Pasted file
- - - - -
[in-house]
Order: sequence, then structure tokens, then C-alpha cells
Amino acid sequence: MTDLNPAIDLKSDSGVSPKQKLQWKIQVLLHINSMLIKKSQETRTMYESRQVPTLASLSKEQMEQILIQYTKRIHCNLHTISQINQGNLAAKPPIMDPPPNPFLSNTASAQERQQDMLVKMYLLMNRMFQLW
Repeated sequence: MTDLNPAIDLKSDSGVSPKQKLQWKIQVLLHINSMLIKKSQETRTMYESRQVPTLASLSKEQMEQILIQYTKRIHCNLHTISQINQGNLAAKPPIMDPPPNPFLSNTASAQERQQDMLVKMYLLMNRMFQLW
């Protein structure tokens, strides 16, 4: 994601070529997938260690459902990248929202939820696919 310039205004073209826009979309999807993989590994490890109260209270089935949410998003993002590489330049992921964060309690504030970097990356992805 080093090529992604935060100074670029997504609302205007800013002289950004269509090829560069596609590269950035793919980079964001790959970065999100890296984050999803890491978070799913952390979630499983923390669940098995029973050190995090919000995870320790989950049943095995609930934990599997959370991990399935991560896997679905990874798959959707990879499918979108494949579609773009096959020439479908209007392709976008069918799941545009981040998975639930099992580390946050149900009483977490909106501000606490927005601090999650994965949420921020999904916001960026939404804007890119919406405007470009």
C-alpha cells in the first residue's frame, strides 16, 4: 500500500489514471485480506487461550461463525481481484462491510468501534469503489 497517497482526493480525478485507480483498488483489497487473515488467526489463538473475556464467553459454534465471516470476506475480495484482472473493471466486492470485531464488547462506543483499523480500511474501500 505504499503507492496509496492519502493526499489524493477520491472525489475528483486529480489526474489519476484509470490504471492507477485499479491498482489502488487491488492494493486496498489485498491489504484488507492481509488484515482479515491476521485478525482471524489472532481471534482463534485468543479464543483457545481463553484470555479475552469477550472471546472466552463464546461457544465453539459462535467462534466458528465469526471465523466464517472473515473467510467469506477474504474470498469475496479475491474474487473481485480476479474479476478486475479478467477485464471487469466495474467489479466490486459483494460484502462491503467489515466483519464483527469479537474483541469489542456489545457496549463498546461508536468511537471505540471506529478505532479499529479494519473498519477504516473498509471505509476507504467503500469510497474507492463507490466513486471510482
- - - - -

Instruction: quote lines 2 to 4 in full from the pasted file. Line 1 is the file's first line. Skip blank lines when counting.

Order: sequence, then structure tokens, then C-alpha cells
Amino acid sequence: MTDLNPAIDLKSDSGVSPKQKLQWKIQVLLHINSMLIKKSQETRTMYESRQVPTLASLSKEQMEQILIQYTKRIHCNLHTISQINQGNLAAKPPIMDPPPNPFLSNTASAQERQQDMLVKMYLLMNRMFQLW
Repeated sequence: MTDLNPAIDLKSDSGVSPKQKLQWKIQVLLHINSMLIKKSQETRTMYESRQVPTLASLSKEQMEQILIQYTKRIHCNLHTISQINQGNLAAKPPIMDPPPNPFLSNTASAQERQQDMLVKMYLLMNRMFQLW